Transforming Knowledge Production: Decolonizing Information Literacy

Discussion
Gretchen
Keer
Online Learning & Outreach Librarian
CSU East Bay
Jeffra Bussmann
STEM Librarian
CSU East Bay

Abstract

How can teaching librarians use decolonizing methodologies to involve students in knowledge production? Inspired by our participation in a Faculty Learning Community on community-based research and social justice, this is the question we asked ourselves as instructors of an introductory information literacy course for incoming freshmen at CSU East Bay. We see an opportunity within information literacy instruction to empower students to take ownership of their own knowledge production, while also providing them with the tools to participate in the world of traditional scholarly research. This session will explore the ways in which teaching librarians with limited resources can apply social justice tenets to information literacy instruction. Participants will discuss how decolonizing methodologies intersect with ideas of authority. We will also involve attendees in classroom activities that make the connections between research and community explicit. Upon completing this session, participants will be able to: • define the decolonizing methodologies of research; • identify the ways in which traditional forms of knowledge production alienate underrepresented groups; • describe how information literacy instruction can empower students to apply research skills to their lived experience; • develop course content that emphasizes student agency in knowledge production.

Description

How can teaching librarians use decolonizing methodologies to involve students in knowledge production? Inspired by our participation in a Faculty Learning Community on community-based research and social justice, this is the question we asked ourselves as instructors of an introductory information literacy course for incoming freshmen at CSU East Bay. Information literacy curriculum reflexively validates traditional forms of knowledge production that can be alienating to students. In particular, students’ lived experiences, and their familial and cultural wealth, is displaced by a curriculum that privileges external scholars’ representations of their lives and communities. Many communities that are underrepresented in higher education distrust the motives of researchers due to a history of cultural and intellectual appropriation (Tuhiwai Smith, 1999). As a result, students are sometimes reluctant to embrace a new role as academic researcher. However, we see an opportunity within information literacy instruction to empower students to take ownership of their own knowledge production, while also providing them with the tools to participate in the world of traditional scholarly research.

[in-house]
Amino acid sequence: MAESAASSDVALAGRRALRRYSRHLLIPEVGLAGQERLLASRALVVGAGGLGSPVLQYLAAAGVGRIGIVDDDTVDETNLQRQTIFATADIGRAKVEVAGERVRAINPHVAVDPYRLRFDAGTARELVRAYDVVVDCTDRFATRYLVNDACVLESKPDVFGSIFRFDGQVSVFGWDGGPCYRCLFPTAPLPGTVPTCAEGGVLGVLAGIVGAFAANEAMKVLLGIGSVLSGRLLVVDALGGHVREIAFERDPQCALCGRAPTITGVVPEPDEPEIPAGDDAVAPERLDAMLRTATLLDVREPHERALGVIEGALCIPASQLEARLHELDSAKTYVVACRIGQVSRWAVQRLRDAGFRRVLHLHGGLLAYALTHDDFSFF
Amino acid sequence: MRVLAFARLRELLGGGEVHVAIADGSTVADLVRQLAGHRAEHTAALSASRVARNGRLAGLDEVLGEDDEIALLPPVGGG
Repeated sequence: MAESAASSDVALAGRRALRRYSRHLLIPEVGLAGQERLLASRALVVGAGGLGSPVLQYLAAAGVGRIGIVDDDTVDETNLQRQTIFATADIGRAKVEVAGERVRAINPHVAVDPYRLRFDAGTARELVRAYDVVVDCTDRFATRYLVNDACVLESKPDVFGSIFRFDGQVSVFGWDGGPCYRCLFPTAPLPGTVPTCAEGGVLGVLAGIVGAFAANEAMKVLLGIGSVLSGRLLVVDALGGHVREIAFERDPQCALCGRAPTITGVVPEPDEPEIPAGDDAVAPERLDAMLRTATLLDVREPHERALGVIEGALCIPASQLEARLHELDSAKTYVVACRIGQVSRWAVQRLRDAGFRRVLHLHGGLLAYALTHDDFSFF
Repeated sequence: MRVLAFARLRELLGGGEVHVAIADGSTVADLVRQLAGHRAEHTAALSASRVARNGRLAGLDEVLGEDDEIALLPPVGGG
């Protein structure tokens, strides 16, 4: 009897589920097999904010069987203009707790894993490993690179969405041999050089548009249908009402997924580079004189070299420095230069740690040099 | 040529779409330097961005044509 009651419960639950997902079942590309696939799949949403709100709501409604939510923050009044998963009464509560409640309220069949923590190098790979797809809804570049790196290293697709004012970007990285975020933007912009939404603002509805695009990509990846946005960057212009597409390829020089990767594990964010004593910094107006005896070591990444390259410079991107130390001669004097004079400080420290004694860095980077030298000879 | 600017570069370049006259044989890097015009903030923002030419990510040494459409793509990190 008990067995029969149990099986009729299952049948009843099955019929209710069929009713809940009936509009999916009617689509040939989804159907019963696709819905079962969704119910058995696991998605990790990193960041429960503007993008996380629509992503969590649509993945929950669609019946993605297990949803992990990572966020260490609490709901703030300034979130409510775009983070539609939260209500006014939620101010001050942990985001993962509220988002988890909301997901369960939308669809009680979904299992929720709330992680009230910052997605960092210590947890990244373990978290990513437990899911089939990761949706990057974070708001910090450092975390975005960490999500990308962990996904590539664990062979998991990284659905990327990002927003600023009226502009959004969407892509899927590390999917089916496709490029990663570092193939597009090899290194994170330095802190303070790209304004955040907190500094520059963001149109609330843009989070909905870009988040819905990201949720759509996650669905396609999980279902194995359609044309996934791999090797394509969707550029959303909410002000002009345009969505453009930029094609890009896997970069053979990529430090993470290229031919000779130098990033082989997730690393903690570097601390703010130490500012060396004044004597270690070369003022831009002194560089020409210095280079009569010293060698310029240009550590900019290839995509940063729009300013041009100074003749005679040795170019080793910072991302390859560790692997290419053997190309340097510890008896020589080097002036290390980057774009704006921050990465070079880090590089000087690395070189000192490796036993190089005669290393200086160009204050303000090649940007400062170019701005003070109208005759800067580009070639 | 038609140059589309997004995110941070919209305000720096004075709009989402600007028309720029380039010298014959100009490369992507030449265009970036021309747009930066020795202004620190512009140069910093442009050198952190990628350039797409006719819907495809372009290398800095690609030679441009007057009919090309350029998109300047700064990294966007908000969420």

This session will explore the ways in which teaching librarians with limited resources can apply social justice tenets to information literacy instruction. Participants will discuss how decolonizing methodologies intersect with ideas of authority. We will also involve attendees in classroom activities that make the connections between research and community explicit.

 

Upon completing this session, participants will be able to:

  • define the decolonizing methodologies of research;
  • identify the ways in which traditional forms of knowledge production alienate underrepresented groups;
  • describe how information literacy instruction can empower students to apply research skills to their lived experience;
  • develop course content that emphasizes student agency in knowledge production.

 

Related Reading:

Tuhiwai Smith, L. (1999). Decolonizing methodologies: Research and indigenous peoples. New York: Zed Books.

Diversi, M., & Finley, S. (2010). Poverty pimps in the Academy: A dialogue about subjectivity, reflexivity, and power in decolonizing production of knowledge. Cultural Studies Critical Methodologies, 10(1), 14-17.

Glickman, S. W., Ndubuizu, A., Weinfurt, K. P., Hamilton, C. D., Glickman, L. T., Schulman, K. A., & Cairns, C. B. (2011). The case for research justice: Inclusion of patients with limited English proficiency in clinical research. Academic Medicine, 86(3), 389-393.

Reyes Cruz, M. (2008). What if I just cite Graciela? Working toward decolonizing knowledge through critical ethnography. Quantitative Inquiry, 14(4), 651-658.

Presentation Materials

When

Date and time: 
Sun, 04/06/2014 - 12:15pm - 1:30pm

Where

San Martin [LL]